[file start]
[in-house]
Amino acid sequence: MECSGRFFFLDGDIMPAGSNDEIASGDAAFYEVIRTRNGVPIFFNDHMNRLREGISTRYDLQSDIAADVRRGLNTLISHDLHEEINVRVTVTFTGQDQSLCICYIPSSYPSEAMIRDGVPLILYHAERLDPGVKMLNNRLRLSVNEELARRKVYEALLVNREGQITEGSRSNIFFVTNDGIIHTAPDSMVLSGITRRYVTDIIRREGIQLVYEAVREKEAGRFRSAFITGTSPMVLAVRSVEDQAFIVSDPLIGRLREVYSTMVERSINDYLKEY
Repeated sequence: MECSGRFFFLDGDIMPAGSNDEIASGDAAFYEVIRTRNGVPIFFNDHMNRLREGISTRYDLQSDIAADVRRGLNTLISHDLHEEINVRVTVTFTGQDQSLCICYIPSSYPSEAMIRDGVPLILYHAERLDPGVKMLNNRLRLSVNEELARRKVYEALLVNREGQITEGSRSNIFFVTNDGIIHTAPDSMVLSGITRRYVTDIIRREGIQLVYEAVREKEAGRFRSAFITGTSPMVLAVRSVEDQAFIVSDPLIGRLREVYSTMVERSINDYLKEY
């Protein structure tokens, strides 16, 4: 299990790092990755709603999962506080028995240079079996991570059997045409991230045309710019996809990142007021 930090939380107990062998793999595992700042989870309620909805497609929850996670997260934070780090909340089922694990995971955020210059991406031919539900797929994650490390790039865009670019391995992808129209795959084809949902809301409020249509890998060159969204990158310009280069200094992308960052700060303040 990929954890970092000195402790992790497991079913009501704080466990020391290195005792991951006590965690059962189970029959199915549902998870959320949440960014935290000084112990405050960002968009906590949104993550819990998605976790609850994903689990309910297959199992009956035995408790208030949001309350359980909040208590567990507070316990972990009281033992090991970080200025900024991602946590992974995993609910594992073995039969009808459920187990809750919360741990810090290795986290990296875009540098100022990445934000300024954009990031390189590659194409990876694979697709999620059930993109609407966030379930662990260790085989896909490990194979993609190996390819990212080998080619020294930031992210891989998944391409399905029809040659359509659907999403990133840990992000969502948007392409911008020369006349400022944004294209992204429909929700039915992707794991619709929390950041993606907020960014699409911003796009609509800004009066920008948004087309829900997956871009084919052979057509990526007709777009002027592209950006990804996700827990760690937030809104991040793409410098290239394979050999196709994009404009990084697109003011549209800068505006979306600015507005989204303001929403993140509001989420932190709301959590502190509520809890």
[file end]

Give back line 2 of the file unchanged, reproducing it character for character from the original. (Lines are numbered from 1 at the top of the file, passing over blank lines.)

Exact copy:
Amino acid sequence: MECSGRFFFLDGDIMPAGSNDEIASGDAAFYEVIRTRNGVPIFFNDHMNRLREGISTRYDLQSDIAADVRRGLNTLISHDLHEEINVRVTVTFTGQDQSLCICYIPSSYPSEAMIRDGVPLILYHAERLDPGVKMLNNRLRLSVNEELARRKVYEALLVNREGQITEGSRSNIFFVTNDGIIHTAPDSMVLSGITRRYVTDIIRREGIQLVYEAVREKEAGRFRSAFITGTSPMVLAVRSVEDQAFIVSDPLIGRLREVYSTMVERSINDYLKEY